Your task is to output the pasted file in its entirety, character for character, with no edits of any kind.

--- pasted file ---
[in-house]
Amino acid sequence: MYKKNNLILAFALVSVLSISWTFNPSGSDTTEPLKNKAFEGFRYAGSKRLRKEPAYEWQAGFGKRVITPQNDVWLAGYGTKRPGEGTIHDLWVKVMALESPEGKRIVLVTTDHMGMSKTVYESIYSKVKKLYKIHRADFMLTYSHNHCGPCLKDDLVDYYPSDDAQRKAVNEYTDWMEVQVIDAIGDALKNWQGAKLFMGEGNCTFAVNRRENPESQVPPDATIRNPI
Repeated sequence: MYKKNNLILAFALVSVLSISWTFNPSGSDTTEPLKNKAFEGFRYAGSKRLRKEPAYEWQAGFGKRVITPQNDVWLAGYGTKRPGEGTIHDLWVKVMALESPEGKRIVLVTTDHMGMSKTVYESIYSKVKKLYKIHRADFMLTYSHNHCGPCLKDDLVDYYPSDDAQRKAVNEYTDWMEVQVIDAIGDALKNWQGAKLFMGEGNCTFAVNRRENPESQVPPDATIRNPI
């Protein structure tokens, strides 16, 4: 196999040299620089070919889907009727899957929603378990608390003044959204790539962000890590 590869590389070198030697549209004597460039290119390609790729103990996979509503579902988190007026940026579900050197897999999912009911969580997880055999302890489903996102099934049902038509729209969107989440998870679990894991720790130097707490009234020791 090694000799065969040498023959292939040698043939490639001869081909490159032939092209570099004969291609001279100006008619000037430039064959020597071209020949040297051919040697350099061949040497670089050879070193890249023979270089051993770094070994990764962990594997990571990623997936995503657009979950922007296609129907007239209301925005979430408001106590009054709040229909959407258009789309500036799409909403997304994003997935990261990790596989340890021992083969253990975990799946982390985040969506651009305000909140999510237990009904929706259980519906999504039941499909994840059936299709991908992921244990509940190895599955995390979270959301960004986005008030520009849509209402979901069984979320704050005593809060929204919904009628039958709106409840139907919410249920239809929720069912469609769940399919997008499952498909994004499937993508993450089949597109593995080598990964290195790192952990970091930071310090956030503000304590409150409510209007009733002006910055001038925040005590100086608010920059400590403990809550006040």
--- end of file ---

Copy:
[in-house]
Amino acid sequence: MYKKNNLILAFALVSVLSISWTFNPSGSDTTEPLKNKAFEGFRYAGSKRLRKEPAYEWQAGFGKRVITPQNDVWLAGYGTKRPGEGTIHDLWVKVMALESPEGKRIVLVTTDHMGMSKTVYESIYSKVKKLYKIHRADFMLTYSHNHCGPCLKDDLVDYYPSDDAQRKAVNEYTDWMEVQVIDAIGDALKNWQGAKLFMGEGNCTFAVNRRENPESQVPPDATIRNPI
Repeated sequence: MYKKNNLILAFALVSVLSISWTFNPSGSDTTEPLKNKAFEGFRYAGSKRLRKEPAYEWQAGFGKRVITPQNDVWLAGYGTKRPGEGTIHDLWVKVMALESPEGKRIVLVTTDHMGMSKTVYESIYSKVKKLYKIHRADFMLTYSHNHCGPCLKDDLVDYYPSDDAQRKAVNEYTDWMEVQVIDAIGDALKNWQGAKLFMGEGNCTFAVNRRENPESQVPPDATIRNPI
């Protein structure tokens, strides 16, 4: 196999040299620089070919889907009727899957929603378990608390003044959204790539962000890590 590869590389070198030697549209004597460039290119390609790729103990996979509503579902988190007026940026579900050197897999999912009911969580997880055999302890489903996102099934049902038509729209969107989440998870679990894991720790130097707490009234020791 090694000799065969040498023959292939040698043939490639001869081909490159032939092209570099004969291609001279100006008619000037430039064959020597071209020949040297051919040697350099061949040497670089050879070193890249023979270089051993770094070994990764962990594997990571990623997936995503657009979950922007296609129907007239209301925005979430408001106590009054709040229909959407258009789309500036799409909403997304994003997935990261990790596989340890021992083969253990975990799946982390985040969506651009305000909140999510237990009904929706259980519906999504039941499909994840059936299709991908992921244990509940190895599955995390979270959301960004986005008030520009849509209402979901069984979320704050005593809060929204919904009628039958709106409840139907919410249920239809929720069912469609769940399919997008499952498909994004499937993508993450089949597109593995080598990964290195790192952990970091930071310090956030503000304590409150409510209007009733002006910055001038925040005590100086608010920059400590403990809550006040």